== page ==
Pete’s Peek | Aftershock is a touching lesson in forgiveness

With such an exploitative title, you’d expect this Chinese box-office blockbuster to come across as Asia’s answer to 2012… but nothing could be further from the truth.

This dramatic account of the devastating earthquake that hit the industrial city of Tangshan in northern China in 1976, causing some 240,0000 people to perish, is more than just another disaster movie. Set during one of the most dramatic political periods in Communist China, Aftershock is – at its heart – a searing drama about a family ripped apart, both physically and emotionally, by the terrifying natural disaster.

Over a 30 year period – as the city of Tangshan slowly rises from the ruins to become an ultra-modern city – the family at the heart of this story are also trying to rebuild their lives. But it is only through forgiveness that they find peace.

Following the earthquake (certainly edge-of-your-seat stuff), seven-year-old Fang Da and his twin-sister Fang Deng become buried under the rubble of their former apartment. When their mother Li Yuanni learns that only one child can be freed safely, she makes the heartbreaking choice to free her son.

But Fang Den amazingly survives and is later placed into the home of a couple of People’s Liberation Army soldiers, who raise her as their own. What follows is a deeply emotional journey as Fang Deng grows up, has a child during college, marries, and then relocates to Canada. But nothing can shake the hatred she has for the mother who abandoned her. Intertwined with Fang Deng’s journey, is her mother’s own – crushed by her fateful decision, Li Yuanni leads the rest of her life in penance, waiting for the day she can be reunited with her husband and daughter in the spirit world.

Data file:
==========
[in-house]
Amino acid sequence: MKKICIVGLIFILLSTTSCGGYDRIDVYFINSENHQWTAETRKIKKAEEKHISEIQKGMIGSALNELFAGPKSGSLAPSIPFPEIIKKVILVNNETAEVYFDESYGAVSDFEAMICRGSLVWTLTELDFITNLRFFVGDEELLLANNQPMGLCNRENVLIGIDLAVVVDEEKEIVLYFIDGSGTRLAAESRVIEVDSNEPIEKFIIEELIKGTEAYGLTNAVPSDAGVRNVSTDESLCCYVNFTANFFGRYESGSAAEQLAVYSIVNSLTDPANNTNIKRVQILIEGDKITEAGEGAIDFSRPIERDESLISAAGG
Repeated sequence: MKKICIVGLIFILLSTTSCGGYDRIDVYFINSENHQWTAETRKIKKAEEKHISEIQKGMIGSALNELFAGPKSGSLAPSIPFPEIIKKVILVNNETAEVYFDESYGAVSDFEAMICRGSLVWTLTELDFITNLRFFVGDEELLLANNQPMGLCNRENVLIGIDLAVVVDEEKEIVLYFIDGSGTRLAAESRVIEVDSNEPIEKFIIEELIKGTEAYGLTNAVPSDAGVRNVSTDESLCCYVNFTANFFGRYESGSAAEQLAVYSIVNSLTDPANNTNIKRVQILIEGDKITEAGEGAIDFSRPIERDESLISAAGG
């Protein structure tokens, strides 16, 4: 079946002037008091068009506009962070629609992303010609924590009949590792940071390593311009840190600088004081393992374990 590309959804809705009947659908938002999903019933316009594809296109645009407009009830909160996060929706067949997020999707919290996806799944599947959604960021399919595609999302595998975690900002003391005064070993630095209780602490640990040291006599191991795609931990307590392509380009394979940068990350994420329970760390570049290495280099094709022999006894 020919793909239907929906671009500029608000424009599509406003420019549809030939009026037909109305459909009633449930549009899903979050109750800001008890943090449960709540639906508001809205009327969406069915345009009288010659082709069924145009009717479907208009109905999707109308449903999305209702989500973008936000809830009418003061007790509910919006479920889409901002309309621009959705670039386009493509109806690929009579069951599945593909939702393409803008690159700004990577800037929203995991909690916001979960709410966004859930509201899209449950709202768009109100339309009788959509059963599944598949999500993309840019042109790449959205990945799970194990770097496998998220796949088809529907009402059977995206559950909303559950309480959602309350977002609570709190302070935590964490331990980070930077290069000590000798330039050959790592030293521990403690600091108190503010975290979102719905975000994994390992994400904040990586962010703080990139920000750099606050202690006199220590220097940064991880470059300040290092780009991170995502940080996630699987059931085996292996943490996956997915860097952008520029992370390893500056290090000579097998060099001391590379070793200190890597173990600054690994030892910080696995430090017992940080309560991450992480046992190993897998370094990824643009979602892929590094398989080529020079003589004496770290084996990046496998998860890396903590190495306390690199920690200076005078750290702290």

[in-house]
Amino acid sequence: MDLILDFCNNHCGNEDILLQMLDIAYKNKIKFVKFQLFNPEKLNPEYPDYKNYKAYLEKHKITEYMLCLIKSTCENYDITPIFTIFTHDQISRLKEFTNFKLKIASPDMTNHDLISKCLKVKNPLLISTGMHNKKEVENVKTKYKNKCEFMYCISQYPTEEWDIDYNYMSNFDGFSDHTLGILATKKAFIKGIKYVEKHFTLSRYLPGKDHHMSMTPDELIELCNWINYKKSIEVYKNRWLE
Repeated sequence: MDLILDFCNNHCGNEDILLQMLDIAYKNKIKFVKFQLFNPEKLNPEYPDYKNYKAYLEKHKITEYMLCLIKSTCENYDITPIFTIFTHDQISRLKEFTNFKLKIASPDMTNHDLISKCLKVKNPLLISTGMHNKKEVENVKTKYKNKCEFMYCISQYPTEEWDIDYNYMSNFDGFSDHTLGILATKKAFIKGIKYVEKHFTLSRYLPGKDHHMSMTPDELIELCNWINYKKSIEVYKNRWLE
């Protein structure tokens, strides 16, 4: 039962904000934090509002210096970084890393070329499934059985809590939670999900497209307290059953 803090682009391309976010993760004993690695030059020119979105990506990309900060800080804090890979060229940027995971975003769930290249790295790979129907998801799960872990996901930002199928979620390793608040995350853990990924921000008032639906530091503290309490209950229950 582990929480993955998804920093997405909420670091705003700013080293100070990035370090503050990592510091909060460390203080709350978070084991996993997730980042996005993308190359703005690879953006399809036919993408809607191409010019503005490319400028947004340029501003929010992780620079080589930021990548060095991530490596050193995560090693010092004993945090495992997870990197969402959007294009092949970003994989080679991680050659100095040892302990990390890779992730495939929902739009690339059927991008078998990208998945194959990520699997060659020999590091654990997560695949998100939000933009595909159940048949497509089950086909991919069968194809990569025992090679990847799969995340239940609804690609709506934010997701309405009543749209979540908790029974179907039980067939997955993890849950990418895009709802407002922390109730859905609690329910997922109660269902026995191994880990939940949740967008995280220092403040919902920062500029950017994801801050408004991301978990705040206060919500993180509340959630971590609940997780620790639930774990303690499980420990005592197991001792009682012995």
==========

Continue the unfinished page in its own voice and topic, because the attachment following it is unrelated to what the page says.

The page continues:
Despite its harrowing themes and blood-soaked opening, this is a heartfelt, engrossing film that will have you reaching for the tissues – especially as events finally come full circle. The performances of the two leads, Jingchu Zhang as Fang Deng and Fan Xu as her mother Li Yuanni, are exceptional; while the direction and production values are simply stunning – I particularly loved the way the camera moved from the glowing retro colours of the 1970s (like propaganda posters brought to life) to a sleek, modern, neon-lit 21-century China while the film unwound its tortured tale.

If Aftershock doesn’t get rewarded with an Oscar nomination at this year’s Academy Awards, then I’ll eat a Tangshan Puffer Fish cold.

Out now on DVD


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